AUGUSTA — Republican lawmakers have rejected the most controversial piece of Gov. Paul LePage’s plan to balance the Department of Health and Human Services’ budget, which would have cut funding for homes that serve the elderly, the mentally ill and people with substance abuse problems.

With Democrats also opposing the Republican governor’s plan, 4,300 elderly Mainers and close to 1,700 others who are mentally ill or being treated for addiction will continue to get help at private non-medical institutions — and $60 million will have to be cut from other parts of the budget.

Republicans on the Legislature’s Appropriations and Health and Human Services committees decided last week that they cannot support the proposal to end funding for the institutions July 1, said Rep. Patrick Flood, R-Winthrop, House chairman of the Appropriations Committee.

“We know there’s a lot of concern out there,” Flood said. “A lot of uncertainty. The Republican members want to work with the executive branch on this.”

Democrats have firmly opposed the cut since LePage proposed his budget for the DHHS last month, said Rep. Peggy Rotundo, D-Lewiston.

LePage’s spokeswoman, Adrienne Bennett, said Tuesday LePage has been willing to work with lawmakers to find a way to keep the homes open.


“The governor, all along, has realized that an alternative would be necessary,” she said in a prepared statement. “That is why he set aside $39 million in the budget stabilization fund that is available for the Legislature to use as they explore alternatives.”

Later Tuesday, she said, “I understand the media is trying to pit the whole (Legislature) against the governor; it makes great headlines. … (Republicans) are saying they don’t agree with these cuts. The governor put ($39 million) in his plan acknowledging that we needed to find some sort of alternative.”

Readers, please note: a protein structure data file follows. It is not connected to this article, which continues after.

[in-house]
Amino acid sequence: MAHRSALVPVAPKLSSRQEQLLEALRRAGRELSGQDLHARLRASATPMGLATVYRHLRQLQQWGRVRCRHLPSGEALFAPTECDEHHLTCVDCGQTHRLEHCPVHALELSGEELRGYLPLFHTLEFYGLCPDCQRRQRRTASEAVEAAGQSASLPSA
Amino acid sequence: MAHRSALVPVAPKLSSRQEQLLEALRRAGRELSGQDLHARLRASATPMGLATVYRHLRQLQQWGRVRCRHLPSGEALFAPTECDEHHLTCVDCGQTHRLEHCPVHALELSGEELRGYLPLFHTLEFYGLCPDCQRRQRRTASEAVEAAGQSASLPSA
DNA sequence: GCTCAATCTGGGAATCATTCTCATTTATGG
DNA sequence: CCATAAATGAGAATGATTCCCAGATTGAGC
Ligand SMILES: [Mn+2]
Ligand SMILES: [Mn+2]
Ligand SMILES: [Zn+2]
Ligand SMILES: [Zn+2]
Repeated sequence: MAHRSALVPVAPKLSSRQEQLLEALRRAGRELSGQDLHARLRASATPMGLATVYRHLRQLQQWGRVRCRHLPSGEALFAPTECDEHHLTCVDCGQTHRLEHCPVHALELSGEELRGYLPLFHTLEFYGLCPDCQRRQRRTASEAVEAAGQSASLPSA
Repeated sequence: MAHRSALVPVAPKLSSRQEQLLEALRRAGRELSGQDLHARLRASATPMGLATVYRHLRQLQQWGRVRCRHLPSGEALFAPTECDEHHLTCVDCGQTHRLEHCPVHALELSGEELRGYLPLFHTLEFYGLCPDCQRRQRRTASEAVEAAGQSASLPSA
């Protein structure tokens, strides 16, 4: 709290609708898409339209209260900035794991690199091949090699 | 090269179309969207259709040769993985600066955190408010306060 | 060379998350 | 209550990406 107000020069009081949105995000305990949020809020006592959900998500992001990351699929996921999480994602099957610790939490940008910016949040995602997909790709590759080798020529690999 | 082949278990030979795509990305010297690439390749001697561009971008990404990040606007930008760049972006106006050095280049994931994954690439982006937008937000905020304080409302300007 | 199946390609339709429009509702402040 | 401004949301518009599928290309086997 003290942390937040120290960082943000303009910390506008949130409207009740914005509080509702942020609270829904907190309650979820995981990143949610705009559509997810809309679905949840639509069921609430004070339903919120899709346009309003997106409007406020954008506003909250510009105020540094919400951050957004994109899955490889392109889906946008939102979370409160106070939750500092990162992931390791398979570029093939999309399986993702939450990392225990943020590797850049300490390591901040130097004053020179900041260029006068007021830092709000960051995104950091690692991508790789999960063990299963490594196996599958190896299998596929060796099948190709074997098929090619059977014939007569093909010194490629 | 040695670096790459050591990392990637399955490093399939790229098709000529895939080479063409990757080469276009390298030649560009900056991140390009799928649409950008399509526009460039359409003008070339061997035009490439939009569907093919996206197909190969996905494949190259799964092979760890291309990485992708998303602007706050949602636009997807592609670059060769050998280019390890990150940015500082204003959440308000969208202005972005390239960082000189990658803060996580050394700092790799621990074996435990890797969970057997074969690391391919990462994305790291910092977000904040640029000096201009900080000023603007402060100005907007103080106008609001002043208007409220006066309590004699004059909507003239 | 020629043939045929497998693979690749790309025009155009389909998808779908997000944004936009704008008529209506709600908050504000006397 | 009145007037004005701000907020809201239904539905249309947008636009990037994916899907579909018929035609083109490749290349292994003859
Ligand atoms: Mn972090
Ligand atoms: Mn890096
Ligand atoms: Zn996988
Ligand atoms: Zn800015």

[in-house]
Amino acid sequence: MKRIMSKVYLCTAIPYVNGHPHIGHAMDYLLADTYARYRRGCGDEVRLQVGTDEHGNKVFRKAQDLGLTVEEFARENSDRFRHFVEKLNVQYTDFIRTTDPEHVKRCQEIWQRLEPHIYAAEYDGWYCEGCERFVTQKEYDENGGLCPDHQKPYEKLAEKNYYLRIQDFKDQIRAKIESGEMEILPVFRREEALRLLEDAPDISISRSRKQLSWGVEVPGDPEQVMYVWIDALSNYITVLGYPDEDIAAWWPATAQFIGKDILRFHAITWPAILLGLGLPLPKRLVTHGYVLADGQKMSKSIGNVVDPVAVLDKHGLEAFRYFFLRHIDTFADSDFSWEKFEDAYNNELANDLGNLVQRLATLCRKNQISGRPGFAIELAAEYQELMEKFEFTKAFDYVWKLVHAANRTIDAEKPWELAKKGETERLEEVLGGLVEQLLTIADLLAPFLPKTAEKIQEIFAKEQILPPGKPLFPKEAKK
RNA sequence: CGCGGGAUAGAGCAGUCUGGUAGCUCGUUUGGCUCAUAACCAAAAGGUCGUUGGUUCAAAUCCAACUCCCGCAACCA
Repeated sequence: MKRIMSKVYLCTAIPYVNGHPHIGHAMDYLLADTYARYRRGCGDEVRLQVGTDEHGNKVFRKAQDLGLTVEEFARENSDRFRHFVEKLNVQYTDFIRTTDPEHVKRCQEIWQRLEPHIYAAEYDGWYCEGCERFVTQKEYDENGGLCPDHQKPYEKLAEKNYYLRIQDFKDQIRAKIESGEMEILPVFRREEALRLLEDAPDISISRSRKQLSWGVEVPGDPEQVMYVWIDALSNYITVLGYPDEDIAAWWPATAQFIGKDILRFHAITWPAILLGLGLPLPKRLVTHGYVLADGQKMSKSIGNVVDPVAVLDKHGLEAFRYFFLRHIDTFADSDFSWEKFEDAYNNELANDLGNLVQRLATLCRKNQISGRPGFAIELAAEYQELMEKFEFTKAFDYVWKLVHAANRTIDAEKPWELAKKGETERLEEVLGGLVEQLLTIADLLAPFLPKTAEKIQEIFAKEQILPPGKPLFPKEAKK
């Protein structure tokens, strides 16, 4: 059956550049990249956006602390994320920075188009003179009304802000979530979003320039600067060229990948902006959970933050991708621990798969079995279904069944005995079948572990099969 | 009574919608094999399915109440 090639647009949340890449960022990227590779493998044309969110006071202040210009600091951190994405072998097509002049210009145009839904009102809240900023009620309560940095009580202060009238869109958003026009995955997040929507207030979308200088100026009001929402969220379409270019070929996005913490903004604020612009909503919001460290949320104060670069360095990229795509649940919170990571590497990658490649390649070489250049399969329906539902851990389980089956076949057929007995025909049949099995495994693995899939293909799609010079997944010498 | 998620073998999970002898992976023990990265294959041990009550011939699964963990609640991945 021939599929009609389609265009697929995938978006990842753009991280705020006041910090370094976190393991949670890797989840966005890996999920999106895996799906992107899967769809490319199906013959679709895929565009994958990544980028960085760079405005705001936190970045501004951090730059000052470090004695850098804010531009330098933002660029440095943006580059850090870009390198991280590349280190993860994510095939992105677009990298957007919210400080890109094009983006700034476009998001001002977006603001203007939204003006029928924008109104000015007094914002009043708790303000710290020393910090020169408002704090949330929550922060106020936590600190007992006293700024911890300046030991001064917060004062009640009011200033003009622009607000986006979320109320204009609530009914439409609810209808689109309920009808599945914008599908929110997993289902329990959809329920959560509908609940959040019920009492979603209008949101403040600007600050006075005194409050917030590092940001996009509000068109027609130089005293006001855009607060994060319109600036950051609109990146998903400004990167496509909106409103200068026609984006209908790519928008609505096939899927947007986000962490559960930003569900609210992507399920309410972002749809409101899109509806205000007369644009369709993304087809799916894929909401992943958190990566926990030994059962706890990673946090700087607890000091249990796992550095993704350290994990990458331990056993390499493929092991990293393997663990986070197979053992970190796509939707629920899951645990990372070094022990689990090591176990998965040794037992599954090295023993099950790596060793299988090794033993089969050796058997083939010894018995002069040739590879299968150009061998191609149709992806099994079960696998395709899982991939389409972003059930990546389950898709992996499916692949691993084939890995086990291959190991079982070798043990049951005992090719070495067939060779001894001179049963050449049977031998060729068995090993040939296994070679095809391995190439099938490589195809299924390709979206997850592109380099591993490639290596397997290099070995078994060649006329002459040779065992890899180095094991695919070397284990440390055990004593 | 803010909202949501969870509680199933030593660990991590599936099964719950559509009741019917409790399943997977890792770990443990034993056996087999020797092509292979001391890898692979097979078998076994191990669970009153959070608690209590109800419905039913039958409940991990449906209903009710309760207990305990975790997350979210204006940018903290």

That led Democrats to criticize LePage for proposing the cuts in the first place.

“It seems very irresponsible to be frightening 6,000 families and leaving them wondering what they are going to do with their loved ones,” said Rep. David Webster, D-Freeport.

In a press release from House Democrats, Rep. John Martin, D-Eagle Lake, said LePage has been urging swift action, yet “he now admits he never intended those cuts to go forward.”

“He’s playing a dangerous game of chicken,” Martin said.


The decision to pull the proposal from a budget that’s designed to fill a $221 million shortfall during the next 18 months means lawmakers will have to look elsewhere to cut spending.

Appropriations Committee Senate Chairman Richard Rosen, R-Bucksport, said the committees have met only twice, so it’s premature to speculate where they might find the funds. More meetings are scheduled this week, and a final vote by the full Legislature isn’t expected until the end of the month.

Rosen said the $60 million in savings proposed by LePage was never going to be realized because many of the people who now get services would still need state help if the homes closed.

“As we analyzed the proposal, and it became clear many of the clients will still be eligible for services, the booking of $60 million is not realistic,” he said.

During budget deliberations Tuesday, DHHS staffers said the federal government has raised several questions about how Maine receives federal money to support the facilities. Federal officials are concerned about whether the rates are excessive, whether the providers are qualified, and whether people who live at the facilities get to choose who provides their services, among other things.

DHHS Commissioner Mary Mayhew said she expects negotiations with the federal government to continue into the summer as the state looks for ways to make the system comply with federal guidelines.


Advocates for the elderly say the question is now what will be cut to balance the budget. John Hennessy of AARP Maine said Tuesday’s news will ease the minds of the elderly whose homes would have closed.

“They will breathe a sigh of relief, but what’s next is what they will be worried about now,” he said.

Susan Cover — 620-7015

[email protected]

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